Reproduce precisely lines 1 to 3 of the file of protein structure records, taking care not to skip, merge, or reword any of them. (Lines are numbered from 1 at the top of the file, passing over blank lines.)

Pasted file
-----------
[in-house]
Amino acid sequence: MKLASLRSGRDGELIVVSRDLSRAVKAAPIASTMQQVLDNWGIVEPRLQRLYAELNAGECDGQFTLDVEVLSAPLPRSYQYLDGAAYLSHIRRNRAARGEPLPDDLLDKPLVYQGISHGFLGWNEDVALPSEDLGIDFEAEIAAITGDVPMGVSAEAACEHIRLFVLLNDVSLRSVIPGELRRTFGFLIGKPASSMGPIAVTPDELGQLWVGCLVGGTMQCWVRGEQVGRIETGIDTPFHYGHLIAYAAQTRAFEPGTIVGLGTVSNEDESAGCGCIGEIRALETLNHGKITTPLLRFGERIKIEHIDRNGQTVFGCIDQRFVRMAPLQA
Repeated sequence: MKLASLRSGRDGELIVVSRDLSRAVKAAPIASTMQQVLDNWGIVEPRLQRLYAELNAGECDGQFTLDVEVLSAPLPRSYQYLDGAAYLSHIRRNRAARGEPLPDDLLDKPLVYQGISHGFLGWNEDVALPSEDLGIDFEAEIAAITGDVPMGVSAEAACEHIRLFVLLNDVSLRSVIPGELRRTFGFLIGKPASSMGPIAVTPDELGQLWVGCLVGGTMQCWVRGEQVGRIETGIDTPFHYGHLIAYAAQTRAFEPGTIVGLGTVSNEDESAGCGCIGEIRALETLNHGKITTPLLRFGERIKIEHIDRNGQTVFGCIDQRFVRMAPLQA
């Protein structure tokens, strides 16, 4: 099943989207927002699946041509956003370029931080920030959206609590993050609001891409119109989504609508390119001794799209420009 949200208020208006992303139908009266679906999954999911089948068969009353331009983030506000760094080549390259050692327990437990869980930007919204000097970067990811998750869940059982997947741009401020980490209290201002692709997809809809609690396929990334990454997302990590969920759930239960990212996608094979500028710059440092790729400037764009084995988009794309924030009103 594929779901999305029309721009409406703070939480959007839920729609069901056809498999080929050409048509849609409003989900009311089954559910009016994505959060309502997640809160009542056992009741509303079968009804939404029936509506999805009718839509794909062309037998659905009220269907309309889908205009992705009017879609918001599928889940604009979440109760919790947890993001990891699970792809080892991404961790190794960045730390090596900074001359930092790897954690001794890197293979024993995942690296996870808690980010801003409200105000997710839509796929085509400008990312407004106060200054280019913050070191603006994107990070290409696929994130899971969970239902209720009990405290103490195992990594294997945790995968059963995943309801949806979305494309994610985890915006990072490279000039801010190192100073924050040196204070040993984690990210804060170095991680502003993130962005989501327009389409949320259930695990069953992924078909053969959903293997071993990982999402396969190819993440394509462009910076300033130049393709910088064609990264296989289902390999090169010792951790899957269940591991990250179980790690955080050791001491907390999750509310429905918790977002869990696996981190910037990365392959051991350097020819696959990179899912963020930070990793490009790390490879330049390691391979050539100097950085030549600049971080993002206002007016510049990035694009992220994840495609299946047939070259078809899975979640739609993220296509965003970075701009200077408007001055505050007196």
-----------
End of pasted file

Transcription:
[in-house]
Amino acid sequence: MKLASLRSGRDGELIVVSRDLSRAVKAAPIASTMQQVLDNWGIVEPRLQRLYAELNAGECDGQFTLDVEVLSAPLPRSYQYLDGAAYLSHIRRNRAARGEPLPDDLLDKPLVYQGISHGFLGWNEDVALPSEDLGIDFEAEIAAITGDVPMGVSAEAACEHIRLFVLLNDVSLRSVIPGELRRTFGFLIGKPASSMGPIAVTPDELGQLWVGCLVGGTMQCWVRGEQVGRIETGIDTPFHYGHLIAYAAQTRAFEPGTIVGLGTVSNEDESAGCGCIGEIRALETLNHGKITTPLLRFGERIKIEHIDRNGQTVFGCIDQRFVRMAPLQA
Repeated sequence: MKLASLRSGRDGELIVVSRDLSRAVKAAPIASTMQQVLDNWGIVEPRLQRLYAELNAGECDGQFTLDVEVLSAPLPRSYQYLDGAAYLSHIRRNRAARGEPLPDDLLDKPLVYQGISHGFLGWNEDVALPSEDLGIDFEAEIAAITGDVPMGVSAEAACEHIRLFVLLNDVSLRSVIPGELRRTFGFLIGKPASSMGPIAVTPDELGQLWVGCLVGGTMQCWVRGEQVGRIETGIDTPFHYGHLIAYAAQTRAFEPGTIVGLGTVSNEDESAGCGCIGEIRALETLNHGKITTPLLRFGERIKIEHIDRNGQTVFGCIDQRFVRMAPLQA